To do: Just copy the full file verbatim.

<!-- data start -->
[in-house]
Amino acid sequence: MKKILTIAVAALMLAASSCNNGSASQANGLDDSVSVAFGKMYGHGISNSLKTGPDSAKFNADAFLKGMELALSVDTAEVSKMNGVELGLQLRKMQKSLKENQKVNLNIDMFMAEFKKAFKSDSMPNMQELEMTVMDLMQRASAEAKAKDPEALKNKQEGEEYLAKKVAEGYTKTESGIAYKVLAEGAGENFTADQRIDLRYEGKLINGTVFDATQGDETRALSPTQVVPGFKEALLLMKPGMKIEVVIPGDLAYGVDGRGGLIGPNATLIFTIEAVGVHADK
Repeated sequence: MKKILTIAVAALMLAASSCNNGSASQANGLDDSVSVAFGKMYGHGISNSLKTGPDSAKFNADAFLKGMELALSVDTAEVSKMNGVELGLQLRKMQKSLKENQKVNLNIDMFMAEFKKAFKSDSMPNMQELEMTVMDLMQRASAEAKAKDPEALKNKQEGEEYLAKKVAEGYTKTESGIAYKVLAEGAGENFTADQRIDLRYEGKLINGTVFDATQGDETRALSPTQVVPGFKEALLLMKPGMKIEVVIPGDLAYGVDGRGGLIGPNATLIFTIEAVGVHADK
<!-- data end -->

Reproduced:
[in-house]
Amino acid sequence: MKKILTIAVAALMLAASSCNNGSASQANGLDDSVSVAFGKMYGHGISNSLKTGPDSAKFNADAFLKGMELALSVDTAEVSKMNGVELGLQLRKMQKSLKENQKVNLNIDMFMAEFKKAFKSDSMPNMQELEMTVMDLMQRASAEAKAKDPEALKNKQEGEEYLAKKVAEGYTKTESGIAYKVLAEGAGENFTADQRIDLRYEGKLINGTVFDATQGDETRALSPTQVVPGFKEALLLMKPGMKIEVVIPGDLAYGVDGRGGLIGPNATLIFTIEAVGVHADK
Repeated sequence: MKKILTIAVAALMLAASSCNNGSASQANGLDDSVSVAFGKMYGHGISNSLKTGPDSAKFNADAFLKGMELALSVDTAEVSKMNGVELGLQLRKMQKSLKENQKVNLNIDMFMAEFKKAFKSDSMPNMQELEMTVMDLMQRASAEAKAKDPEALKNKQEGEEYLAKKVAEGYTKTESGIAYKVLAEGAGENFTADQRIDLRYEGKLINGTVFDATQGDETRALSPTQVVPGFKEALLLMKPGMKIEVVIPGDLAYGVDGRGGLIGPNATLIFTIEAVGVHADK